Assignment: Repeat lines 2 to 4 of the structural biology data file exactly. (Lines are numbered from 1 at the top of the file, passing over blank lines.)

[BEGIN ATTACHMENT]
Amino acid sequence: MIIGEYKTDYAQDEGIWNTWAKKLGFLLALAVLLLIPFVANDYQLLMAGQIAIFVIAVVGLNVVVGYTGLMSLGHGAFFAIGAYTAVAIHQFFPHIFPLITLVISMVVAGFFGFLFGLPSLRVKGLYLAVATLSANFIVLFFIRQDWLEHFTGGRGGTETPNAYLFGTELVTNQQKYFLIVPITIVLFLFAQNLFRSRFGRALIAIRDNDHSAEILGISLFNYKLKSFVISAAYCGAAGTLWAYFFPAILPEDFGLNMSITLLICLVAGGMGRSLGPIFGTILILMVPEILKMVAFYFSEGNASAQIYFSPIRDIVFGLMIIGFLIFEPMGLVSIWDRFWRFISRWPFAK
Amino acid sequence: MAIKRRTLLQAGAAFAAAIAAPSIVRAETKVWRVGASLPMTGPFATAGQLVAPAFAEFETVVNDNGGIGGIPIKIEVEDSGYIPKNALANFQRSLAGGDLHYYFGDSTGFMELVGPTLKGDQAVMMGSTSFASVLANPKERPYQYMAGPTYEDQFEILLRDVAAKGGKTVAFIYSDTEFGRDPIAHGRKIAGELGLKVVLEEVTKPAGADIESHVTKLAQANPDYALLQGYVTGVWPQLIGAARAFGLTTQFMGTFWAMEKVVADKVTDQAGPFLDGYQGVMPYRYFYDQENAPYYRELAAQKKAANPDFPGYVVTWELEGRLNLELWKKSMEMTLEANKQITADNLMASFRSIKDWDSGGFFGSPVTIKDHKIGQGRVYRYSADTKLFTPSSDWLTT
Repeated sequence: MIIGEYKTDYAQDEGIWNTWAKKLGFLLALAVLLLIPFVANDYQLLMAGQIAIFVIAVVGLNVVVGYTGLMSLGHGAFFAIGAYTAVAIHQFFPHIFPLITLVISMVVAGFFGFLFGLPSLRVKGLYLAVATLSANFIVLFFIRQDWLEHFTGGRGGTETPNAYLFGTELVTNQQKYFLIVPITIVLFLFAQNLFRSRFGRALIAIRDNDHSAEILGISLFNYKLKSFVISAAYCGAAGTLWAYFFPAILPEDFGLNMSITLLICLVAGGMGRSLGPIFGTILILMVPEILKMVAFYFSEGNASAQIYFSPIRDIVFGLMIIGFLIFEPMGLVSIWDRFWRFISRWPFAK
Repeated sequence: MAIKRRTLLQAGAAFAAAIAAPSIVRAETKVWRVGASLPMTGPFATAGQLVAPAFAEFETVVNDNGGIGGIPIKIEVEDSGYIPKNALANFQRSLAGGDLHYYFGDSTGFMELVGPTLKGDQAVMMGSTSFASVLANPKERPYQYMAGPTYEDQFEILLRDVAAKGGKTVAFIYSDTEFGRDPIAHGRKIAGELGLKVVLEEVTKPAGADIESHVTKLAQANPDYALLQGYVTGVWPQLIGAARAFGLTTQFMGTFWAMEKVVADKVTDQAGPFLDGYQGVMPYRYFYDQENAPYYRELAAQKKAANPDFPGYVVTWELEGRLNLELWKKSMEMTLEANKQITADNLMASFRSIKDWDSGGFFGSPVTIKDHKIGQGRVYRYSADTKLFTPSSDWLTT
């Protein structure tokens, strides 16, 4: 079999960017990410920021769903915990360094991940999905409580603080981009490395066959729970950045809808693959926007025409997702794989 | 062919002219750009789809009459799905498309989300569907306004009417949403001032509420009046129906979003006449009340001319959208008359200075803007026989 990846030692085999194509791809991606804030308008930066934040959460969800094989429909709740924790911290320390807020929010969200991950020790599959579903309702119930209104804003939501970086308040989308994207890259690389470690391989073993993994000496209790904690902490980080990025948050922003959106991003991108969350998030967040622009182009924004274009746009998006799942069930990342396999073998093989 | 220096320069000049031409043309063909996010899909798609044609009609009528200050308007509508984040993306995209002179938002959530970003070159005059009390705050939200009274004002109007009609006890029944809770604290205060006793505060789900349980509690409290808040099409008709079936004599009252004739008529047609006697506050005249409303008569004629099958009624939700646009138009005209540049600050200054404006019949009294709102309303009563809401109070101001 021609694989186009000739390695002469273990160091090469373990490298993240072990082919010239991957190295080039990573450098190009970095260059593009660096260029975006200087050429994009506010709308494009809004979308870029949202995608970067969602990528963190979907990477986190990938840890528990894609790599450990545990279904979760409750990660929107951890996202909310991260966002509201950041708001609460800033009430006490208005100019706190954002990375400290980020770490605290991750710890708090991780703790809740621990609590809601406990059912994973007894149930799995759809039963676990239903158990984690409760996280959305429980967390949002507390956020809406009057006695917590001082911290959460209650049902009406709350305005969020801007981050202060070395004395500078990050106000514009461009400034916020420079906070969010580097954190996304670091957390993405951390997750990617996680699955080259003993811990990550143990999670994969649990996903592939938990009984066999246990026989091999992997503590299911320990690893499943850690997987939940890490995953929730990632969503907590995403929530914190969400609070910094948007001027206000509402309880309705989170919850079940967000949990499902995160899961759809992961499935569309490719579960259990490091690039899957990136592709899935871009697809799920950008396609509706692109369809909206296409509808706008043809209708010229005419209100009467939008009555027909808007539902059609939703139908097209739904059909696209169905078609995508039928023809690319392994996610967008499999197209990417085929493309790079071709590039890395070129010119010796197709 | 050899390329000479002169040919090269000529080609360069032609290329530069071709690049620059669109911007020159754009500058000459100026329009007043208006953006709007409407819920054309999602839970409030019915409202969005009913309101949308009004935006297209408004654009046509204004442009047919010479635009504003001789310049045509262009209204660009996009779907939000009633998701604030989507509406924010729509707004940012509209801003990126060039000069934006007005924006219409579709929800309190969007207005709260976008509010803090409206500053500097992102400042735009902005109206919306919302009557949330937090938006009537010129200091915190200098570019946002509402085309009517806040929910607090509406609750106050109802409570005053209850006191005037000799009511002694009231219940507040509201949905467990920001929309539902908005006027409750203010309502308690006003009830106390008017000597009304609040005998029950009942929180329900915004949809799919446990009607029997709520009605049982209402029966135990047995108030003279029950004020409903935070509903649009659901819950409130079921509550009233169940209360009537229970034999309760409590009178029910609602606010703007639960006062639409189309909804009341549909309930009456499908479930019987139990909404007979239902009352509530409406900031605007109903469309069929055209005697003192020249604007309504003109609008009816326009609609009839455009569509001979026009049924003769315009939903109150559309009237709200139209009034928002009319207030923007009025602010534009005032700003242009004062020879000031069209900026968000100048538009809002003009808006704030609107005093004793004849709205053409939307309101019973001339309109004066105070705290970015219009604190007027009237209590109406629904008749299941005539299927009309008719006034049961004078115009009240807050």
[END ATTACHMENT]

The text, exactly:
Amino acid sequence: MAIKRRTLLQAGAAFAAAIAAPSIVRAETKVWRVGASLPMTGPFATAGQLVAPAFAEFETVVNDNGGIGGIPIKIEVEDSGYIPKNALANFQRSLAGGDLHYYFGDSTGFMELVGPTLKGDQAVMMGSTSFASVLANPKERPYQYMAGPTYEDQFEILLRDVAAKGGKTVAFIYSDTEFGRDPIAHGRKIAGELGLKVVLEEVTKPAGADIESHVTKLAQANPDYALLQGYVTGVWPQLIGAARAFGLTTQFMGTFWAMEKVVADKVTDQAGPFLDGYQGVMPYRYFYDQENAPYYRELAAQKKAANPDFPGYVVTWELEGRLNLELWKKSMEMTLEANKQITADNLMASFRSIKDWDSGGFFGSPVTIKDHKIGQGRVYRYSADTKLFTPSSDWLTT
Repeated sequence: MIIGEYKTDYAQDEGIWNTWAKKLGFLLALAVLLLIPFVANDYQLLMAGQIAIFVIAVVGLNVVVGYTGLMSLGHGAFFAIGAYTAVAIHQFFPHIFPLITLVISMVVAGFFGFLFGLPSLRVKGLYLAVATLSANFIVLFFIRQDWLEHFTGGRGGTETPNAYLFGTELVTNQQKYFLIVPITIVLFLFAQNLFRSRFGRALIAIRDNDHSAEILGISLFNYKLKSFVISAAYCGAAGTLWAYFFPAILPEDFGLNMSITLLICLVAGGMGRSLGPIFGTILILMVPEILKMVAFYFSEGNASAQIYFSPIRDIVFGLMIIGFLIFEPMGLVSIWDRFWRFISRWPFAK
Repeated sequence: MAIKRRTLLQAGAAFAAAIAAPSIVRAETKVWRVGASLPMTGPFATAGQLVAPAFAEFETVVNDNGGIGGIPIKIEVEDSGYIPKNALANFQRSLAGGDLHYYFGDSTGFMELVGPTLKGDQAVMMGSTSFASVLANPKERPYQYMAGPTYEDQFEILLRDVAAKGGKTVAFIYSDTEFGRDPIAHGRKIAGELGLKVVLEEVTKPAGADIESHVTKLAQANPDYALLQGYVTGVWPQLIGAARAFGLTTQFMGTFWAMEKVVADKVTDQAGPFLDGYQGVMPYRYFYDQENAPYYRELAAQKKAANPDFPGYVVTWELEGRLNLELWKKSMEMTLEANKQITADNLMASFRSIKDWDSGGFFGSPVTIKDHKIGQGRVYRYSADTKLFTPSSDWLTT